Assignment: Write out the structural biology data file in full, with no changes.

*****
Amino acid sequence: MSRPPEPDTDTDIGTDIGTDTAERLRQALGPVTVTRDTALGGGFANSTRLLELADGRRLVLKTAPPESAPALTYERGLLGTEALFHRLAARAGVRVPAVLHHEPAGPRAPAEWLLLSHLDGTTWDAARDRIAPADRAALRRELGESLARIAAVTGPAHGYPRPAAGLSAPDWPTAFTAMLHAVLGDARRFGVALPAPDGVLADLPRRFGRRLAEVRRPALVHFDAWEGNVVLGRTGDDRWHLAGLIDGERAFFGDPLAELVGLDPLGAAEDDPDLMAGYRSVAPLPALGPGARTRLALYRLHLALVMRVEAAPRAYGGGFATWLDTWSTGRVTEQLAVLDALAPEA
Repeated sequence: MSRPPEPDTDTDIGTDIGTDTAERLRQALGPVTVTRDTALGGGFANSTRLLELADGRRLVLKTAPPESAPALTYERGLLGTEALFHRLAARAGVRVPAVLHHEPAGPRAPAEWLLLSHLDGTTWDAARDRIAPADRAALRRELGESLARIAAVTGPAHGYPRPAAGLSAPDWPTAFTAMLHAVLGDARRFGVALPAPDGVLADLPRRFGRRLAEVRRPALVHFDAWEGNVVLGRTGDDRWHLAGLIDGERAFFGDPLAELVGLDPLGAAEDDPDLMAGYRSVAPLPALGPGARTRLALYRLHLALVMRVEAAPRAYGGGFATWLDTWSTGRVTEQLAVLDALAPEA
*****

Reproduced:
Amino acid sequence: MSRPPEPDTDTDIGTDIGTDTAERLRQALGPVTVTRDTALGGGFANSTRLLELADGRRLVLKTAPPESAPALTYERGLLGTEALFHRLAARAGVRVPAVLHHEPAGPRAPAEWLLLSHLDGTTWDAARDRIAPADRAALRRELGESLARIAAVTGPAHGYPRPAAGLSAPDWPTAFTAMLHAVLGDARRFGVALPAPDGVLADLPRRFGRRLAEVRRPALVHFDAWEGNVVLGRTGDDRWHLAGLIDGERAFFGDPLAELVGLDPLGAAEDDPDLMAGYRSVAPLPALGPGARTRLALYRLHLALVMRVEAAPRAYGGGFATWLDTWSTGRVTEQLAVLDALAPEA
Repeated sequence: MSRPPEPDTDTDIGTDIGTDTAERLRQALGPVTVTRDTALGGGFANSTRLLELADGRRLVLKTAPPESAPALTYERGLLGTEALFHRLAARAGVRVPAVLHHEPAGPRAPAEWLLLSHLDGTTWDAARDRIAPADRAALRRELGESLARIAAVTGPAHGYPRPAAGLSAPDWPTAFTAMLHAVLGDARRFGVALPAPDGVLADLPRRFGRRLAEVRRPALVHFDAWEGNVVLGRTGDDRWHLAGLIDGERAFFGDPLAELVGLDPLGAAEDDPDLMAGYRSVAPLPALGPGARTRLALYRLHLALVMRVEAAPRAYGGGFATWLDTWSTGRVTEQLAVLDALAPEA